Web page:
Kids Marketing Goes To Infinity And Beyond
Nicola Wattson 06 October, 2015 at 11:10
“To infinity and beyond!” The immortal words of Buzz Lightyear could also describe the latest offering from Mattel, who have teamed up with Google to make virtual reality kid-friendly just in time for Christmas. Mattel have taken their iconic 20th century toy, the View-Master®, and reinvented it for the 21st century and today’s digitally advanced kids.
First introduced at the 1939 World’s Fair in New York, the hand held 3D viewer was originally aimed at adults as a way for them to view tourist attractions in the US. It wasn’t until the 1960s that it became a popular kid’s toy, when it switched to showing simulated 3D images from popular movies and TV shows as well as scenes from around the world.
The original View-Master® worked with custom cardboard “reels” containing small colour slides which users placed in the device to see images with a 3D effect. The new version utilises Google Cardboard VR technology, and blends augmented reality with virtual reality by placing a smartphone into the unit. It works with a custom Mattel app as well as any Google Cardboard-compatible app, of which there are currently about 200 in the Google Play Store.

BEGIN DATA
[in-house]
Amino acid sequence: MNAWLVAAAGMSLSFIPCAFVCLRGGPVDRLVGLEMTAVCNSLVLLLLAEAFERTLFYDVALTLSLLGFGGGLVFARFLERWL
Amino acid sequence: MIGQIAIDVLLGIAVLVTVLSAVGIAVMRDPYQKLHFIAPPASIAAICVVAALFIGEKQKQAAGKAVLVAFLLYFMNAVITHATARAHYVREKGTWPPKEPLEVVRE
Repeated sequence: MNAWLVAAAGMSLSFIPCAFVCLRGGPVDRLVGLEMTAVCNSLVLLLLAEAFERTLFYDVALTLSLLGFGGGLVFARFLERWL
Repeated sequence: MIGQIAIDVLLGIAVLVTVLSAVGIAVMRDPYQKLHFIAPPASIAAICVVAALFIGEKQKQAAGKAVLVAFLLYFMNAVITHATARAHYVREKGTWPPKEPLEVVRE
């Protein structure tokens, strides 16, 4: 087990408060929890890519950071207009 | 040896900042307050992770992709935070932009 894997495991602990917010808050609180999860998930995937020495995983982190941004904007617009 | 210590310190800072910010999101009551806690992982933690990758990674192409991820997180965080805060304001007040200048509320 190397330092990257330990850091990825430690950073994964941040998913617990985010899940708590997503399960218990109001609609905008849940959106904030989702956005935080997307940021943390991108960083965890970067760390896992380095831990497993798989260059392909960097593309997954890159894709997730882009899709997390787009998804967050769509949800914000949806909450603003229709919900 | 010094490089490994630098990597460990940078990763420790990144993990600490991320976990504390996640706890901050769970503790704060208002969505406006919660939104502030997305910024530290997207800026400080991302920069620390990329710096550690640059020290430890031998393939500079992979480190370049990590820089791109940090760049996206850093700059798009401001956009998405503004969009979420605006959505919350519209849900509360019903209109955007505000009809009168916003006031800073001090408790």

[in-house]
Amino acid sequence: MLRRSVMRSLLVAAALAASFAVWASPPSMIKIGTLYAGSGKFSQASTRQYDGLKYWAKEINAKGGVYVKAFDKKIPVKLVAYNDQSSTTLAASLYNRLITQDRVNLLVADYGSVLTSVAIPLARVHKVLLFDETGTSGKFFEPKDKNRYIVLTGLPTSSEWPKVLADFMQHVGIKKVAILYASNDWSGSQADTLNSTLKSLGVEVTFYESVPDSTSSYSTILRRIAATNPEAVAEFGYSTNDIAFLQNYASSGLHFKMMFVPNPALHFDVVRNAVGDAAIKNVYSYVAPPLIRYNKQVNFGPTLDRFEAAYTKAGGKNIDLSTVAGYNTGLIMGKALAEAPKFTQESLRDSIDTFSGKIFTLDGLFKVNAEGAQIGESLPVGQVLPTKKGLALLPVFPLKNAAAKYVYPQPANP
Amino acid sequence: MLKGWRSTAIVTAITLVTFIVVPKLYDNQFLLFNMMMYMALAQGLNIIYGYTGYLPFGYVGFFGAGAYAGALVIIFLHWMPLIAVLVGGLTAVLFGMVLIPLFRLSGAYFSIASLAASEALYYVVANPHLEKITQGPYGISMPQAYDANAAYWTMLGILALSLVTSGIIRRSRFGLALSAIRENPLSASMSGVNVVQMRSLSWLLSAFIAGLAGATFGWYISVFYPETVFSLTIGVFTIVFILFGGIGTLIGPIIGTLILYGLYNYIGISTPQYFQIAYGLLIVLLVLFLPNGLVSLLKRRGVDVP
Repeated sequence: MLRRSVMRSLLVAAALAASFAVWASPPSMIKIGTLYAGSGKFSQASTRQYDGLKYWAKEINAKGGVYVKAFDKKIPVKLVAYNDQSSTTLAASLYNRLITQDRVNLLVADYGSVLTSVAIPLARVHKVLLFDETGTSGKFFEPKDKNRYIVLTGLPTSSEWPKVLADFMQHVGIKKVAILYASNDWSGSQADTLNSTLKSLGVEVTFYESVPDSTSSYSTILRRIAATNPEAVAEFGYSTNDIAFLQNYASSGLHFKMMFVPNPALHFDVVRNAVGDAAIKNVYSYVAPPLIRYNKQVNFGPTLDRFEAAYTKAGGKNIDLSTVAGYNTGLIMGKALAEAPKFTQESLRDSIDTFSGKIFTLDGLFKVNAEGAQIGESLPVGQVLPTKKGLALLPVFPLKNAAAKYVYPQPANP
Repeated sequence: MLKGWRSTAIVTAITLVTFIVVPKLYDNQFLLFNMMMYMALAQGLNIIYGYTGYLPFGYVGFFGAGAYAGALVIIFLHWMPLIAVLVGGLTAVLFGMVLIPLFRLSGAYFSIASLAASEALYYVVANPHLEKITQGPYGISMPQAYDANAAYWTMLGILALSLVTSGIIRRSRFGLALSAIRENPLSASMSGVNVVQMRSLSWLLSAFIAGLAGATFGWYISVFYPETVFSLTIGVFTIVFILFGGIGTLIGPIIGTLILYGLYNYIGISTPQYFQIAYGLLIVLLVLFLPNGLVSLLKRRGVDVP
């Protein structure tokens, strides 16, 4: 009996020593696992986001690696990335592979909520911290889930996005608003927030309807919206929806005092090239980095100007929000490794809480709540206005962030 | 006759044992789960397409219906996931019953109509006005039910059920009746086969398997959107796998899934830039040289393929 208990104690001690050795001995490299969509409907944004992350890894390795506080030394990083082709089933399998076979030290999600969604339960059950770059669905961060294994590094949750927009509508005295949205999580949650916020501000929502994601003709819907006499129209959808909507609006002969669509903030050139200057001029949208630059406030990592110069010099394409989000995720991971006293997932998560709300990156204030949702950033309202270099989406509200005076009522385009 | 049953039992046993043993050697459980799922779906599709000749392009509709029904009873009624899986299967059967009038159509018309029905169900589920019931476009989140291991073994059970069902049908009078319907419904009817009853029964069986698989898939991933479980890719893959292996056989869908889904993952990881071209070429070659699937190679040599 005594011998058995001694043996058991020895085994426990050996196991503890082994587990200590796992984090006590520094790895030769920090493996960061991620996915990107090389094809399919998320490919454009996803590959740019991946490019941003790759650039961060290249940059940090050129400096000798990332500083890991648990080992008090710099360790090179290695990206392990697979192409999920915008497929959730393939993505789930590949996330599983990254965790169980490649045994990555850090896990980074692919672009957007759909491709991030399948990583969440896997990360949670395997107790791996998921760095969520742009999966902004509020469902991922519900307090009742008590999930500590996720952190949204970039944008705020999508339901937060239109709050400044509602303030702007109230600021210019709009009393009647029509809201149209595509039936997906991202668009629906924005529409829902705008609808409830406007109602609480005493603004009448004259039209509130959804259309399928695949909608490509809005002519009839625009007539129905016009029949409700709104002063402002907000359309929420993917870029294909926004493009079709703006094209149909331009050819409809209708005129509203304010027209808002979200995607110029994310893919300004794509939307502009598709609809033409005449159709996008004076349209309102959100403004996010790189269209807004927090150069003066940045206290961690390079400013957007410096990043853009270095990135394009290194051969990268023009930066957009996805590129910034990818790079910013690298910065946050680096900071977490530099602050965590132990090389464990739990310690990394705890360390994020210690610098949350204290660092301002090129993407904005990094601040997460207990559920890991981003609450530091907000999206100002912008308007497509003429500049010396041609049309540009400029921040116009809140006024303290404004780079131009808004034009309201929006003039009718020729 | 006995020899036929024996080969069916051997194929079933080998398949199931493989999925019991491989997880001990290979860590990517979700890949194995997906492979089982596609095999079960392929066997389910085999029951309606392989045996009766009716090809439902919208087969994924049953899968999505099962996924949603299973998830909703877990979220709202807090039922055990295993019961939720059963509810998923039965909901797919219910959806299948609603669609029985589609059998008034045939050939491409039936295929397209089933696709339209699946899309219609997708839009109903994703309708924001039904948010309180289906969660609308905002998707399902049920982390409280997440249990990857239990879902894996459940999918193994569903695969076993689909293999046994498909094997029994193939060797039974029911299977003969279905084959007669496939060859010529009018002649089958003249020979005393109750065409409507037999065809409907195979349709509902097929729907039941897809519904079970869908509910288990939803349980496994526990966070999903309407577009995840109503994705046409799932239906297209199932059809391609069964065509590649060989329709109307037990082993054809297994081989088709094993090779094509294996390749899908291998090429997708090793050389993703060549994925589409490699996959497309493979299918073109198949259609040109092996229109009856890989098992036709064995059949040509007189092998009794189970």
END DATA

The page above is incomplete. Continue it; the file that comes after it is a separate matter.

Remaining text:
It was released last Friday in the US via Walmart on-line for $30 plus $15 for a pack of three experiences: NASA partnered Space, Famous Global Tourist Destinations and National Geographic™ partnered Wildlife. These are at least to start with educational, but Mattel plans to repurpose its older View-Master® content. Given it has more than 10,000 individual reels in its archives including Disney, Star Wars and Star Trek, as well as unpublished concert pictures from Michael Jackson and KISS and of course its extensive IP with the likes of Barbie, Hot Wheels or Sesame Street, more sensational experiences may well be on the cards.
Doug Wadleigh, SVP and global brand general manager of Toy Box at Mattel claims that “combining technology and innovation with this classic toy gives kids an enhanced experience allowing for play opportunities not yet imagined through new, digitally curated content’. Meanwhile Mike Jazayeri, product director for Google Cardboard, says that “the whole goal of Cardboard was to make immersive virtual reality experiences as accessible as possible for everyone. This allows you to do it in a bite-sized (way). That is the most natural way for people, particularly kids, to experience this technology today.”
As a toy recommended for kids 7+, it’s not quite Oculus Rift, but the opportunities it presents from a marketing perspective are unparalleled, both from the opportunities for curated content, but also the normalisation of VR as a means of offering short, simple, snackable experiences for kids. Infinity and beyond indeed.